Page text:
Your dog won't be able to scratch up the earth underneath if he attempts to dig since his paws would scrape along the chicken wire. The most persistent of diggers will ultimately give up.
You should be aware that metal chicken wire has a serious disadvantage. It has pointed parts, particularly if it rusts. You don't want your dog's paw pad to get hurt if he attempts to dig and runs his foot across the chicken wire. Because of this, I favor using plastic poultry fences. It is reasonably priced, strong, and kind to your dog's paws.
On really hot days, lead your dog to areas of the yard that are cooler
Leading your vet to the cooler yard is a good way to prevent dogs from digging. Does your dog often sleep in the depression he has dug out of a hole during the summer? clever boy Your dog will like the cold, cozy feeling of the ground beneath the surface.
It may be helpful to lead your dog to shaded areas of the yard, such as beneath a tree. When your dog remains there, praise him. A doghouse that provides all-weather protection is another option. Of course, your dog should remain inside during really high temperatures.
Stop your dog from bringing toys outside
In the wild, wolves bury food they can't consume right away to keep scavengers away. Some dogs may bury toys or bones in the yard because they inherited this tendency.
Don't offer your dog too many toys or bones so he won't have extras to hide. Don't allow your dog to bring toys into the yard, and if he chews on a bone outside, take it away when he gets bored to prevent him from burying it.
Water-blast your dog
Water irritates my dog. If anything gets her wet, she will go out of her way to avoid it, whether it be from showers, sprinklers, rain, or puddles on the ground.
Yet a motion-activated sprinkler will do the work for you so you don't have to wait around with a garden hose till your dog begins to dig.
The sprinkler will shoot a jet of water in a precise direction if it senses movement, dousing your dog with water.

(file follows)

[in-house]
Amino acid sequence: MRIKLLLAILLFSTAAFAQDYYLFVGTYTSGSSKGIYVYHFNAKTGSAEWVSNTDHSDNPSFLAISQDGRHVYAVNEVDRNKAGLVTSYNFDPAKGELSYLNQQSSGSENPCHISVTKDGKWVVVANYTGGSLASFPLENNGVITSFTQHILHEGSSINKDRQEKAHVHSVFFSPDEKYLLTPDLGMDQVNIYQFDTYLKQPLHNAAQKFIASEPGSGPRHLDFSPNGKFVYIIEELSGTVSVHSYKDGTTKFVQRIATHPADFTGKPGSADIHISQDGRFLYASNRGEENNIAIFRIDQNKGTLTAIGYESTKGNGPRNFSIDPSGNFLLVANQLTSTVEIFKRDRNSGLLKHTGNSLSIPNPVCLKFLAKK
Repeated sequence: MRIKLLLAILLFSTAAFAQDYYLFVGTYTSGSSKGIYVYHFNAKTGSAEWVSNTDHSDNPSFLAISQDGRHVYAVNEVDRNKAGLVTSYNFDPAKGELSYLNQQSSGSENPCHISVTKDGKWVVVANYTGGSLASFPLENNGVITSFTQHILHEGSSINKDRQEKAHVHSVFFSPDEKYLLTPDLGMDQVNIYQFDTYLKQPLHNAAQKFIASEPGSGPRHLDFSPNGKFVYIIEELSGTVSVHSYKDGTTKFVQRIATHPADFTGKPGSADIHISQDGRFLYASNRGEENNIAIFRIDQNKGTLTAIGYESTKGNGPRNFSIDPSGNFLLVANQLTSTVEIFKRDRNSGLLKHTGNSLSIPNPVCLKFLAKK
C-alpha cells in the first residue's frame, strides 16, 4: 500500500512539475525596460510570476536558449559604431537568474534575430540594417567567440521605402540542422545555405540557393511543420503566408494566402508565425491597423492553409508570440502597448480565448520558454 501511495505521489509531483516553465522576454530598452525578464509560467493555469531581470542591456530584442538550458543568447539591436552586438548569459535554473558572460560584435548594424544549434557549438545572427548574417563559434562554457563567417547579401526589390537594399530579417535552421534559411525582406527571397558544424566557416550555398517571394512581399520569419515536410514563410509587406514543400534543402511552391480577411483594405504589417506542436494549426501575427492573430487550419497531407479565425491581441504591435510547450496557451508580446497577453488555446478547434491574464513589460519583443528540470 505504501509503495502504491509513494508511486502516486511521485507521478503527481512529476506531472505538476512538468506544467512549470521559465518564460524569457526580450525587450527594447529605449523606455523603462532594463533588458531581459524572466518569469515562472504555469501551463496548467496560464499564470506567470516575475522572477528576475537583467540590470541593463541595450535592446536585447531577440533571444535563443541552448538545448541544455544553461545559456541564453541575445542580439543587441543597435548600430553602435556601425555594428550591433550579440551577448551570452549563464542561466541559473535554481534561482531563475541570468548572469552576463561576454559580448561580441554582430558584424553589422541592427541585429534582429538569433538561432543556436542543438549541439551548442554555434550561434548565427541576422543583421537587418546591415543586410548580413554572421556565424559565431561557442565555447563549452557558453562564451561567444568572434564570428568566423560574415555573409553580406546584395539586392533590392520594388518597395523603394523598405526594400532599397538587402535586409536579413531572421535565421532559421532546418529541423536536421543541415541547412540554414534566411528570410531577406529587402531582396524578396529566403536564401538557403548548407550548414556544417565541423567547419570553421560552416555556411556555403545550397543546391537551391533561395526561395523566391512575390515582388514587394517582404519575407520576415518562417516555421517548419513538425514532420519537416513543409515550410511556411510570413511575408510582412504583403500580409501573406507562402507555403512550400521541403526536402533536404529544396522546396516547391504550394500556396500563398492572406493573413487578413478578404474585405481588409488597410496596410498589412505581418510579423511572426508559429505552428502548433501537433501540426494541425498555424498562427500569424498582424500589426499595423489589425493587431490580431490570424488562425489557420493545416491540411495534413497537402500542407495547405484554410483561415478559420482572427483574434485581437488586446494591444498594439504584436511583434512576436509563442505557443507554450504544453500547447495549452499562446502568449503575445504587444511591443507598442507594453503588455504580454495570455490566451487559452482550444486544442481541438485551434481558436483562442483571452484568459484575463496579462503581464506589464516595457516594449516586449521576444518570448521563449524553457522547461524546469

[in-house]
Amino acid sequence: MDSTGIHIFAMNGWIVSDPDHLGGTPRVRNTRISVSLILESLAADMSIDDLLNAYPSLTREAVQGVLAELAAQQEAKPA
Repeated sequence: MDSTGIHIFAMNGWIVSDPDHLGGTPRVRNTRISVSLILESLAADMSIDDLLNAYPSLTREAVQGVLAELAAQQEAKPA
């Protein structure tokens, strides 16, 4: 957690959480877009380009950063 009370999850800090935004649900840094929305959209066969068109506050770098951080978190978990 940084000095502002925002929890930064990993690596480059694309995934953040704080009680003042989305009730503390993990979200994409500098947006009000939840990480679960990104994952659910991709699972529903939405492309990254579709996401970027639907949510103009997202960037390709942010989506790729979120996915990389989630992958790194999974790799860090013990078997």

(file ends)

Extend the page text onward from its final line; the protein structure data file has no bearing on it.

Use a balloon to frighten your dog
Many thanks to Carol, a reader who sent this advice. Droopy, Carol's Basset Dog, was scared of loud noises, particularly thunder and fireworks. Can your dog be scared easily? Here's how to leverage his fear to effectively stop him from digging:
- Place a blown-up balloon in your dog's burrow. Only enough dirt should be applied to the balloon to keep it in place.
- Your dog will bust the balloon as soon as he begins to dig. Your dog will run away from the loud popping noise.
- Your dog could need a few tries before realizing that when he starts digging and hears this big bang. Droopy had to be convinced four times before he changed his digging habits.
- If you want to prevent your dog from ingesting the rubber balloon parts, don't forget to pick them up all after you're through.
You can see that dogs dig for a number of reasons, many of which are reversible. Cayenne pepper, fences, and obstacles are excellent digging deterrents that can stop your dog from digging straight away. They are merely short-term fixes, so they won't always address the behavior's underlying cause. For instance, no matter how much cayenne pepper you apply, your dog will still be bored and unhappy if he is digging because he is bored. Because of this, you should utilize digging deterrents in addition to addressing the underlying problem; your dog will thank you. For this reason, digging deterrents should be used in conjunction with instruction and addressing the root cause of digging. Hope the 7 above ways to prevent dogs from digging will be useful for you.